Computed tomography and cardiac computed tomography angiography images
Cardiac lesions related to IE include leaflet thickening, vegetations (mobile soft-tissue lesions attached to valves or leads), perivalvular extension of the infection in the form of abscesses (noncavitated, extraluminal soft-tissue lesions) or collections (fluid-filled cavities), pseudoaneurysms (saccular enlargement of a vascular structure or contrast-filled soft-tissue cavitation arising from it), and fistulae (abnormal contrast-filled tracts or communications between vascular structures; Fig. 29.2 ).
Infective involvement of the coronary arteries and/or coronary artery disease (CAD), which is highly relevant preoperative information, can be ruled out depending on the quality of the scan and is another important reason for the acquisition of a dedicated CCTA in combination with PET/CT.
Anatomic lesions related to device infection are infrequent but highly specific. Fat stranding or fluid collections around the generator can be visualized in advanced lesions. Lead vegetations are difficult to identify on CCTA because they are usually very small, and motion and metal artifacts of the leads can significantly affect their visualization.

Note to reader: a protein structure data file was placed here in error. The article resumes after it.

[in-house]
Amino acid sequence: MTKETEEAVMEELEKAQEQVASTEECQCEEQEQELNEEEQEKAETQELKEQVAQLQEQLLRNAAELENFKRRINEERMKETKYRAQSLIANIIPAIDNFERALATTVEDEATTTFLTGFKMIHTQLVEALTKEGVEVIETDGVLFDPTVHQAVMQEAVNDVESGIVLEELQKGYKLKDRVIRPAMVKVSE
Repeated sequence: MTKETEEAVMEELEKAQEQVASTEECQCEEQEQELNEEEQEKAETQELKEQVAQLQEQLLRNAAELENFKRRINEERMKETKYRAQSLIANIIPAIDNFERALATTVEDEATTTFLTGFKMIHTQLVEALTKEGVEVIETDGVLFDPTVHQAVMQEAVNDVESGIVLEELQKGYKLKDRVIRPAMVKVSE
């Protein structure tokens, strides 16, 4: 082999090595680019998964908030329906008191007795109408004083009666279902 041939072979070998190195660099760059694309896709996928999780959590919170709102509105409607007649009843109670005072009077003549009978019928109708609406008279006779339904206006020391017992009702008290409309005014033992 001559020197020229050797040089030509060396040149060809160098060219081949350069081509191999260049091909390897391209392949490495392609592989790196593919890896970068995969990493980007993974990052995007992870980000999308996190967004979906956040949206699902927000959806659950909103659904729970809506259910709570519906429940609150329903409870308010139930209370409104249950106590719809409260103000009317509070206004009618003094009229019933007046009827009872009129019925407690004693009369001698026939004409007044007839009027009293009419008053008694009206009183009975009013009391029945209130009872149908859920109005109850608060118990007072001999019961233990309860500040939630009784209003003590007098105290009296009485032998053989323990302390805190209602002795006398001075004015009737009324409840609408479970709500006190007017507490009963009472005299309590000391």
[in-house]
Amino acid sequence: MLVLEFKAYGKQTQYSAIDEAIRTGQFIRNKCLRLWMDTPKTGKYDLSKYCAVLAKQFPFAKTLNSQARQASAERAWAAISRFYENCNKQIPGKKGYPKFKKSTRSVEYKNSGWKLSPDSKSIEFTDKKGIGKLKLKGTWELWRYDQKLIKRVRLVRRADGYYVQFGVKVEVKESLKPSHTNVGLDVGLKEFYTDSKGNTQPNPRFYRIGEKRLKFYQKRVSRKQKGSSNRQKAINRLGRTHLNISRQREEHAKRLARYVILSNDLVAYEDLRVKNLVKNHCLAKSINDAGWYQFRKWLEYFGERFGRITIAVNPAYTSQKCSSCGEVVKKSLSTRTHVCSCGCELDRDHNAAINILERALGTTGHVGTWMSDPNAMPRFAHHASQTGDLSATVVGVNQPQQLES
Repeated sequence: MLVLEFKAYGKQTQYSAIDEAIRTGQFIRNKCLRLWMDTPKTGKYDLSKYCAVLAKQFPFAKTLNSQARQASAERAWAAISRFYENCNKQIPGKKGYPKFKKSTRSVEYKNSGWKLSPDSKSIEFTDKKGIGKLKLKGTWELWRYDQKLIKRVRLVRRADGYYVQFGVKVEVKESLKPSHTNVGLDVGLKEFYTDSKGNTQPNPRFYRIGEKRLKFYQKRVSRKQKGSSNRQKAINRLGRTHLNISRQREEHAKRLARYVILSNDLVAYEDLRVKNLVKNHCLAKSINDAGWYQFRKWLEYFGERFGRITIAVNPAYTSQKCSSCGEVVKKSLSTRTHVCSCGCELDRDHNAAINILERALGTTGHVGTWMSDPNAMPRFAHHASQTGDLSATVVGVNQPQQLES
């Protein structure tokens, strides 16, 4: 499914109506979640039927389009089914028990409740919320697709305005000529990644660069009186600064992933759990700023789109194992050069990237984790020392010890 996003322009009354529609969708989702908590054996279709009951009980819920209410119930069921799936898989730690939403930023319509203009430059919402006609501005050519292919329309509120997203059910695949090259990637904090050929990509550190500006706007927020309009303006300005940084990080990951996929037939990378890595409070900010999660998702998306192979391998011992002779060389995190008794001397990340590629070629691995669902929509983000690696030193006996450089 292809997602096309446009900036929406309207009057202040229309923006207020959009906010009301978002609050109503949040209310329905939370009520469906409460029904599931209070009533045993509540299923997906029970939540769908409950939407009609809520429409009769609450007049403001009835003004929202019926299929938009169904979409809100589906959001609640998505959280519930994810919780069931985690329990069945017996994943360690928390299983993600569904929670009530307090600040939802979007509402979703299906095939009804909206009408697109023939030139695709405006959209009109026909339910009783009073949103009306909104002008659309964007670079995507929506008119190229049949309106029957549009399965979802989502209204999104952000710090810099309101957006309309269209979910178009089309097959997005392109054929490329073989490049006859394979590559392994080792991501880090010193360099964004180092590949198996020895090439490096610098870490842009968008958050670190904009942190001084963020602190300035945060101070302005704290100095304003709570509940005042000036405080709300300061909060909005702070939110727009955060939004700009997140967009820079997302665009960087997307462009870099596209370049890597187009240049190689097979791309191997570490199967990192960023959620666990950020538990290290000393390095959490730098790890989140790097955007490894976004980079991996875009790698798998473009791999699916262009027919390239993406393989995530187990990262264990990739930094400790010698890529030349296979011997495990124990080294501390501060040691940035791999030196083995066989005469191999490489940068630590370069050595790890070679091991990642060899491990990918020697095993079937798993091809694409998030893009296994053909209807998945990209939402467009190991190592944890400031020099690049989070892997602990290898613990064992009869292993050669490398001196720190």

Overall interpretation of positron emission tomography/cardiac computed tomography angiography scans
After an overall evaluation, studies can be classified as:
Positive for active infection when there is intense and focal or heterogeneous hypermetabolic activity related to the prosthetic material or to the cardiac lesions (if present).
Negative for active infection when there is no significant metabolic activity related to the prosthetic material or to the cardiac lesions (i.e., noninfective postoperative complications or old lesions secondary to past or cured endocarditis).
Doubtful when there is midintensity and fairly heterogeneous 18 F-FDG uptake (unclear metabolic pattern), especially in newer postoperative patients.